It all started in 1948. In this year the merchant Arthur Braun from Waiblingen started a firm for household articles and toys. The assortment carried the Anker brick construction boxes, landscapes, trees, traffic signs, dolls, teddy bears and a battery-operated merry-go-round. His firm did even the import of the Dinky Toys cars into Germany.
The programme also carried a toy miniature railway. This railway was a continuation from the one made by the Löhmann firm, that went broke in 1949. To guarantee the existence of this train the firm "Europa Technische Spielwaren GmbH" was founded, the products of this firm were sold by Arthur Braun. This "Europa" produced, among other things, a 2-axel diesel train (Löhmann-Prozix-Bahn) and a steam engine in TT-gauge (Europa-bahn).
A big hit however was the trolleybus in H0 gauge that was produced from 1950, also by 'Europa'. It had the same engine as the steam engine from the Europa-bahn and was constructed by the engineer Günther Eheim from Esslingen after a patent of engineer E.W. Fischer from Munich (picture right). This bus however did not have a real name yet. The box had the name ‘EWF Trolley Bus’ on it, in the manual ‘Europa-Trolley-Bus’ was used.
In 1953 once again also 'Europa' went bankrupt. The production of the trolleybus now completely came into the hands of the 1950 founded firm Eheim. Arthur Braun again sold the buses for Eheim. At the 1953 Nuremberg toy fair an improved, more to the scale version of the trolleybus was demonstrated. The first buses were ivory-coloured with a red trim. They were made from cellulose acetate, which unfortunately was deformed easily. In the beginning the assemblage found place in a modest way. The garden house of the family was the production hall and the kitchen table carried the test run. Later buses carried the colours ivory with red, yellow, blue or (more rare) green. 2 lamps formed the headlights. The bus could be extended with a two-axle trailer with the same colours (picture above) The overhead wires and masts were produced by the still existing firm Vollmer, who got a patent on the construction in 1949. The assortment of Eheim was extended rapidly. Not also accessories for the trolleybus system were made, they also created different cable cars, a television tower (made from a cable car tower), a model airplane and a city fountain that used real water. Eheim developed a silent water pump for this.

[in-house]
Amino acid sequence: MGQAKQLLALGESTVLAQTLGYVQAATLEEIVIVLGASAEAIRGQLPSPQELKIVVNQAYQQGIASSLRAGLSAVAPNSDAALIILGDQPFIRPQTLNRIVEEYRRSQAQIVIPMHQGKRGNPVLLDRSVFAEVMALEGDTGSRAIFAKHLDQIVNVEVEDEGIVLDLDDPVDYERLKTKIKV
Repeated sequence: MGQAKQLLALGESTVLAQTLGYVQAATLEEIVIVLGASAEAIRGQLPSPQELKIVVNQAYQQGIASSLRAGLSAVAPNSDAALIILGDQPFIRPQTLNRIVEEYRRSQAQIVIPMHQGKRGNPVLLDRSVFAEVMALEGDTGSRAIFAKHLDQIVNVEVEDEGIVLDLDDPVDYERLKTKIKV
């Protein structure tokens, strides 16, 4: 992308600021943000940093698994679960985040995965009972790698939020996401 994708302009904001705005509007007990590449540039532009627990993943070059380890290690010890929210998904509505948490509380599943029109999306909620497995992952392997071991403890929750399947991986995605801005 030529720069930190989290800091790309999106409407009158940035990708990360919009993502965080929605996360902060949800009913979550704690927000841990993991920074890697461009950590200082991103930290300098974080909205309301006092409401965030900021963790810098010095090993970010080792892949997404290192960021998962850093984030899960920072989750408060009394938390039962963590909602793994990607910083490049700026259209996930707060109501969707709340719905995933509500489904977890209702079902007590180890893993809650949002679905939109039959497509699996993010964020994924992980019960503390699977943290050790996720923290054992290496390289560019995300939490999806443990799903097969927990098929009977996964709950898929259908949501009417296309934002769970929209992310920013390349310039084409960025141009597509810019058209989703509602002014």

The success of the trolleybus convinced Eheim to build a 3-axle Henschel trolleybus in 1956. This model had more details like a Henschel star and a chrome bumper (picture left). To complete the bus a one-axle trailer for luggage was also available. After already 10 years the production of this touring car trolleybus was stopped; the consumer, who got more critical, didn’t accept a touring car under overhead wires anymore.
In 1962 a new type with smaller concrete masts and real wires succeeded the old overhead system. The headlights were now made of plastic with lights in the bus and the wheel-trolleys were replaced by sliding trolleys. In 1963 the trolley support was moved inside the bus, which made it more realistic. The bus assortment was extended with an articulated Henschel bus, which was also available as diesel bus for the Faller AMS slot car system.
The water pump brought Günther Eheim closer to his real passion: aquaria. He decided to concentrate on aquarium equipment and sold the production of railway accessories to Arthur Braun. In 1963 he had founded the firm ‘BraWa’ in Waiblingen (this means Braun-Waiblingen). This firm still exists anno 2000 and still produces, among other things, in almost unchanged way the Eheim trolleybus from 1963.
ZVW-Online. Ausschnitte aus der
Waiblinger Kreiszeitung, by Klaus-Peter Huschka. 07.11.1998
· ‘Autos lernen laufen’, Eisenbahn Magazin 10/96